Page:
In a life where they say anything is possible with hard work and a bit of luck, Lewis Hamilton has cemented his status as one of the greatest drivers of all time after clinching his fifth world title at the Mexican Grand Prix on Sunday.
From a small council house in Stevenage to a fortune worth more £170 million is a leap beyond imagination and even the Briton has to pinch himself at times to realise how far life has taken him.
The Mercedes driver is now level with the legendary Juan Manuel Fangio on championship wins. Only Michael Schumacher with seven crowns is a cut above.
And with two years remaining on his current Mercedes contract, the 33-year-old’s chances of matching the legendary German remains all the more possible after his latest triumph.
But aside from the world championship victories, Hamilton has already surpassed the German’s previous pole record of 68, with 81 to his name – but is still 19 race wins behind Schumacher who leads the way on a stunning 91. However, if Mercedes continues its domination, Hamilton could well reach that feat by the age of 35.
Whereas some sports stars desire fades after continued success, the imperious Hamilton appears to have become stronger with every passing season.
Each era of sport will have different heroes and legends, but Hamilton has proven time and again his ability to drive to the maximum potential and eek every millisecond out of a track when it really counts.
In the 18 races so far this campaign, the Stevenage native has stormed to pole position on nine occasions and looks a genuine cut above the rest of the field when it comes to pace and precision over one lap.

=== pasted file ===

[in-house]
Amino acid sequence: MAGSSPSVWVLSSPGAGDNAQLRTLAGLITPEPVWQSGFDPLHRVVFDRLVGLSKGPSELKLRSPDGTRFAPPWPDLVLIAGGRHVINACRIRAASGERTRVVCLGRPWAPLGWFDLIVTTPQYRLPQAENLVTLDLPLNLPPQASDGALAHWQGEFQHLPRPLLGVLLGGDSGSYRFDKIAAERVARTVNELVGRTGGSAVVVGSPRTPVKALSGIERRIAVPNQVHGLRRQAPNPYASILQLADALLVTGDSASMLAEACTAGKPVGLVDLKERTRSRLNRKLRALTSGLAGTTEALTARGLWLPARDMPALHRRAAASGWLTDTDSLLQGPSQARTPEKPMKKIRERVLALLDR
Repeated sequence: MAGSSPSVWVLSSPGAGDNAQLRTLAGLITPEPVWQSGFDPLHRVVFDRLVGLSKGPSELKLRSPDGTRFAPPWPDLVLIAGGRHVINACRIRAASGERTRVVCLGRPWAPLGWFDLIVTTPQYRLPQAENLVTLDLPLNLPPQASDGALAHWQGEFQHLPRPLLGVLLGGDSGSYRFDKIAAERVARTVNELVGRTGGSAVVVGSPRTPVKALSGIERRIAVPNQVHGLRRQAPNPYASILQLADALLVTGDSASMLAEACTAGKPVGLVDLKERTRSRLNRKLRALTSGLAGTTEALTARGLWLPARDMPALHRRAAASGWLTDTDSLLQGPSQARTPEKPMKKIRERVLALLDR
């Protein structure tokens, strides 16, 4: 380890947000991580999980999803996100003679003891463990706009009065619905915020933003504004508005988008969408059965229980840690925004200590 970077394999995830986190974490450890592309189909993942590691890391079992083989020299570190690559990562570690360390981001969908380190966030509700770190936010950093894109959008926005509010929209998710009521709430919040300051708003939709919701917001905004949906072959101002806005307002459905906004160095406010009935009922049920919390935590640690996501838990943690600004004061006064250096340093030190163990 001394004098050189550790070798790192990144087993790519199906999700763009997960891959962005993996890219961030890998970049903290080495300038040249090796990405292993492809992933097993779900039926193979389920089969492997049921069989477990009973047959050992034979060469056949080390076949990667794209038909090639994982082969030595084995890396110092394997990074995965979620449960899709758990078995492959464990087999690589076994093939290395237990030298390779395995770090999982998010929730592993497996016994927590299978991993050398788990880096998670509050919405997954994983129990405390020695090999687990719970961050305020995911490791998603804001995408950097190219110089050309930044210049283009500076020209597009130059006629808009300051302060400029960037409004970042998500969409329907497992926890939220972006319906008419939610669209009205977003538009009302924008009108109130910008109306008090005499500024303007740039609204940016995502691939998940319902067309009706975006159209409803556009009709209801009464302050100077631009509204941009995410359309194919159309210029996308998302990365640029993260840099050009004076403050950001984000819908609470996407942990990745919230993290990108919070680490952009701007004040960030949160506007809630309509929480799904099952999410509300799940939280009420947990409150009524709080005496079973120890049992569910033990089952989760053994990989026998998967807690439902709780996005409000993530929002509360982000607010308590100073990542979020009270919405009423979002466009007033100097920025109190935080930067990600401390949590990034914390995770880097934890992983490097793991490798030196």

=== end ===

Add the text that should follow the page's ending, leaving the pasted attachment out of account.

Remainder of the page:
Of course there is more to greatness than just numbers. In the racing world, greatness means love from the fans.
Ayrton Senna was a three-time champion and adored by the entire Formula One public. Not just because he was ridiculously skilled behind the wheel, but because of the way he carried himself on and off the track.
While no other driver has tasted as much success as Schumacher, he was never liked the way Senna was.
The same goes for Hamilton. Perhaps one of the most significant problems with the Brit is people’s perception of him.
He rubs shoulders with superstar athletes and musicians, attends fashion events and has a clear addiction to social media. But for all the criticism he faces, he still backs it up with titanic performances on race day.
In the build up to Singapore Grand Prix last month, he was heavily criticised for his 25,000 air miles clocked in the days before the race, flying to Shanghai and New York for the launch of his fashion collaboration with Tommy Hilfiger.
Many thought the gruelling schedule, coupled with the jet lag, would impact negatively on his displays at Marina Bay Street Circuit. Once again, he proved the doubters wrong with a sizzling victory to stretch the gap in the championship race to 40 points.
For all the negativity, maybe it’s his interests off the track that have made him a more formidable driver over the years. While others on the grid are immersed solely in F1, Hamilton has fashion, music and his sponsorship commitments to focus on and take his mind off the pressures of life on the track.
At the end of the day, not everyone is going to like you no matter who you are. Hamilton is a human being before a sports star and should be judged solely on his results and his performances, instead of his endeavors and interests away from it.
Still, enthusiasts of the sport are lucky to be able to watch such a stellar British talent excel on the world stage. Maybe it’s only going to be something we realise once he does retire.